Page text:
Sydney is obviously interested in this piece of information. Assuming that Madam Hawthorne’s spirit lives in her house, she uses the Ouija board app to talk to her. Someone or something she doesn’t know leads her to a trunk with a pumpkin-shaped lantern in it. Sydney lights the lantern while she and her dad are fighting about her leaving the science team. This wakes up the ghost of Stingy Jack and lets his magic spread to the other Halloween decorations, bringing them to life. Sydney seems to want to find out what all this strange activity is leading up to, while Howard is more likely to dismiss it as people in the town making up practical magic tricks. In “The Curse of Bridge Hollow,” the main conflict is between someone who believes in the supernatural and someone who doesn’t. Sydney wants to be her own person, but Howard wants her to be the person he couldn’t be. This is another source of conflict.
Stingy Jack can only be stopped by Madam Hawthorne’s spell.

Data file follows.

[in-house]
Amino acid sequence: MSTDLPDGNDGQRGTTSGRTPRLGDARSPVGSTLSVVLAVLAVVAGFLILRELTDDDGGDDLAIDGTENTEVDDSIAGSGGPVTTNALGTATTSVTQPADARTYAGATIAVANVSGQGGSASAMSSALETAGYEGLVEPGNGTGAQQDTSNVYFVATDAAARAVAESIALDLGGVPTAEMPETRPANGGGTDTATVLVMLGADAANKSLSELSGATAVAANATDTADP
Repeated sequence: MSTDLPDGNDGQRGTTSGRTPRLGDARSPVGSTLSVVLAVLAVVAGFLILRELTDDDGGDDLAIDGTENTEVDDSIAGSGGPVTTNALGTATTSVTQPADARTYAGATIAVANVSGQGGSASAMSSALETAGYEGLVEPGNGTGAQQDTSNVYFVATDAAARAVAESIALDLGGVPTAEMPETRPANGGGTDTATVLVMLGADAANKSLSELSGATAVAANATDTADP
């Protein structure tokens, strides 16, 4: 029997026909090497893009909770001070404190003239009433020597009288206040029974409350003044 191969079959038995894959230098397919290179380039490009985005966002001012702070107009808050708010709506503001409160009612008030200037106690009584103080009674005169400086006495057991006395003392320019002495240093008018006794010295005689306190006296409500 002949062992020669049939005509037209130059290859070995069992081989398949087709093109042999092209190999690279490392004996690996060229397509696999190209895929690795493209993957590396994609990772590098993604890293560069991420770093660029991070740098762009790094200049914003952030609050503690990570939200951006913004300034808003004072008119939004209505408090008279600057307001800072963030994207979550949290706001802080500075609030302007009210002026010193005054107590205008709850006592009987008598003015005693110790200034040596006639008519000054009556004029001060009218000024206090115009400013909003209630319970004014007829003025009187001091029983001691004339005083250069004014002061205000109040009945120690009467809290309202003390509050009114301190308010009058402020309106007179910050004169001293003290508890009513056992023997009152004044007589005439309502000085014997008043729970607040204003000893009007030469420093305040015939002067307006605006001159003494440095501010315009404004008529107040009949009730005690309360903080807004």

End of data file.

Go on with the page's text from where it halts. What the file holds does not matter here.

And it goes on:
Sydney and Howard go to the Shady Appletree Retirement Home, where Madam Hawthorne’s granddaughter Victoria (Helen Slayton-Hughes) lives, to find out more about Hawthorne and the curse on Bridge Hollow. And the first thing Victoria says is that the lantern is made out of a turnip, not a pumpkin. When Sydney asks her to tell them more, she says that long ago, mystics from all over the world came to that house on a dark and stormy night to meet Josephine Hawthorne. They used her grimoire, which was a book of spells, to call up the spirit of Stingy Jack and stop him from coming to Bridge Hollow every year to cause trouble. But Jack had other ideas. He wanted every night to be Halloween, and he knew he could do that by swapping his soul with someone else’s in the “ever after.” It seems that Jack wanted Josephine’s soul for that reason. But because she put him in his lantern, his plan didn’t work. Now that his lantern is lit again, he has a second chance to make Halloween last forever in Bridge Hollow.